Oh man, I would have taken advantage of the automatic’s difference in shift points from the manual in one of these ways:

    1) Link the automatic engine’s throttle to a ratcheting lever — like a handbrake. You can have it delivering some power all of the time, and modulate speed with the manual engine. Then ratchet it wide open on the straights and other sections when you can use all the power both engines can muster. Difficulty: a throttle that can be locked open probably wouldn’t pass safety.

    2) Add a servo-activated locking mechanism that grabs onto the auto engine’s throttle cable and holds it in position. Activate the servo via a button on the steering wheel that can be thumb-activated. So, for maximum acceleration, go WOT and press the button. When you lift off the throttle to shift the manual, the auto engine will remain pegged. Difficulty: this only works for WOT, since the lock on the cable would prevent the throttle pedal from being depressed any further for either engine.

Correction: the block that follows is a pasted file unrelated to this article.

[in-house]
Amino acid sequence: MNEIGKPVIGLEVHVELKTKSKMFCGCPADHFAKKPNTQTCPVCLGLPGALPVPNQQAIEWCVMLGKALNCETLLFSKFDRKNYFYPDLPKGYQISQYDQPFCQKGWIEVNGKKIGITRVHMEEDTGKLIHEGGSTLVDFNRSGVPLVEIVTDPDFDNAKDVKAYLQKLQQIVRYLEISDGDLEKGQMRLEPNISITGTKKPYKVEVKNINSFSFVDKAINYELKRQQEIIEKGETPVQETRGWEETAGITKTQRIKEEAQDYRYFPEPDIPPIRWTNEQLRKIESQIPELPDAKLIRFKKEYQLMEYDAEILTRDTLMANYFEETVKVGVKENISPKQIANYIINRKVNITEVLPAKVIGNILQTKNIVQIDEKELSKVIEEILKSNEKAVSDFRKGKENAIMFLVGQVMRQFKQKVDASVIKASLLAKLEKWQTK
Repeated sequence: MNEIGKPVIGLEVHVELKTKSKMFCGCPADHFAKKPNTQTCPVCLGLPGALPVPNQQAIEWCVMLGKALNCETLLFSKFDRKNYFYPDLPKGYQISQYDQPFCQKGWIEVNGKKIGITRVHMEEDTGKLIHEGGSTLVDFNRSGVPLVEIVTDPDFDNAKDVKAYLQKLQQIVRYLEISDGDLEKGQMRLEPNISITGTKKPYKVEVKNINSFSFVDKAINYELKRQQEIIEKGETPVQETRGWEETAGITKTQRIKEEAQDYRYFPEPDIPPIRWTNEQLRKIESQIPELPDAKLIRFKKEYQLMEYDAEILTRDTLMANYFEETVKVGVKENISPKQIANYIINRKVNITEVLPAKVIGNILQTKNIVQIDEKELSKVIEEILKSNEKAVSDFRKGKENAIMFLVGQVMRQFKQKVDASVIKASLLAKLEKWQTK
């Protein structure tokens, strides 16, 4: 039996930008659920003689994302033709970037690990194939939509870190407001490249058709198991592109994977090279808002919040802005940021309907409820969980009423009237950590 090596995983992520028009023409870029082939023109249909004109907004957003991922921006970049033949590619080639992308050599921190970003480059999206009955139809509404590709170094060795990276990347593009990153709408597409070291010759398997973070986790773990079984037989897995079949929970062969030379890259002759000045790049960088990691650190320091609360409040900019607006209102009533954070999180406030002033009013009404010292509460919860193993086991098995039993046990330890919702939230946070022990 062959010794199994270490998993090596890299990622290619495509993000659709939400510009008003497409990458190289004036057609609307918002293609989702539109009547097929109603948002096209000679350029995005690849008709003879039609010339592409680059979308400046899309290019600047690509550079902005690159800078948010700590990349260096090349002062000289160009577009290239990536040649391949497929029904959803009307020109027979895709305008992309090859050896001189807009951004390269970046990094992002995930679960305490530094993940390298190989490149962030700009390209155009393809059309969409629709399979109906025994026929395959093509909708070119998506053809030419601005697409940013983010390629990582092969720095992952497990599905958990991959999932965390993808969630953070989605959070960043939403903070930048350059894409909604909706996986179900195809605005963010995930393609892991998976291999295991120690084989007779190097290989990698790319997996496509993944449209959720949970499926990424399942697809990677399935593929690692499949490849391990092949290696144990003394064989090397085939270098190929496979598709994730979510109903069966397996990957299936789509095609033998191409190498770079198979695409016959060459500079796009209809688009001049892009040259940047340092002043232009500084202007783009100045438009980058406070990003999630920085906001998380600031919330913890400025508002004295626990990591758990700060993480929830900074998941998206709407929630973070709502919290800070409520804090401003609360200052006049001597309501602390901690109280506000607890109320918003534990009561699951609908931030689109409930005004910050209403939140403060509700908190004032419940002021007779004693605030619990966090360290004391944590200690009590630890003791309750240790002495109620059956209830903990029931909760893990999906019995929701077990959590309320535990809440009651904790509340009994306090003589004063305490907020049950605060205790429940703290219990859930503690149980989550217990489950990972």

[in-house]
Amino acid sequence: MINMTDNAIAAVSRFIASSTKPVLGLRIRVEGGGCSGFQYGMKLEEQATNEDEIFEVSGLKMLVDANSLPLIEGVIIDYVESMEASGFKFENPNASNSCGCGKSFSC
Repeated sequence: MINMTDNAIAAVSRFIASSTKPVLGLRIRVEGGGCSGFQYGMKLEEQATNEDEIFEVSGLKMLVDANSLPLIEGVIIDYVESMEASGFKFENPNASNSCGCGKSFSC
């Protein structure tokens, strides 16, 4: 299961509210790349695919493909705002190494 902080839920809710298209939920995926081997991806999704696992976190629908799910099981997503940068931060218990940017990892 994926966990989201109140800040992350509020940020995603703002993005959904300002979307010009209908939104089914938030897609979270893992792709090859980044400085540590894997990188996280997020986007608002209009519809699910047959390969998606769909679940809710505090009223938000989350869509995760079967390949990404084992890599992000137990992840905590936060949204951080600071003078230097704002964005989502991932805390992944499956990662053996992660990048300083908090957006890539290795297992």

3) HAND CONTROLS. Control the throttle of the auto engine with a go kart-style, steering wheel-mounted hand lever. Bonus points if you make the lever a ring that sits behind the steering wheel and moves with it, so you can use either hand, and any hand position on the wheel. Difficulty: the learning curve.

    • I see the appeal in that third option but it would probably be far easier and nearly as wrongheaded just to add a cruise control unit to the automatic end of the car. Bonus points for using a FoMoCo steering wheel, circa 1978, for the sake of its stylish built-in controls.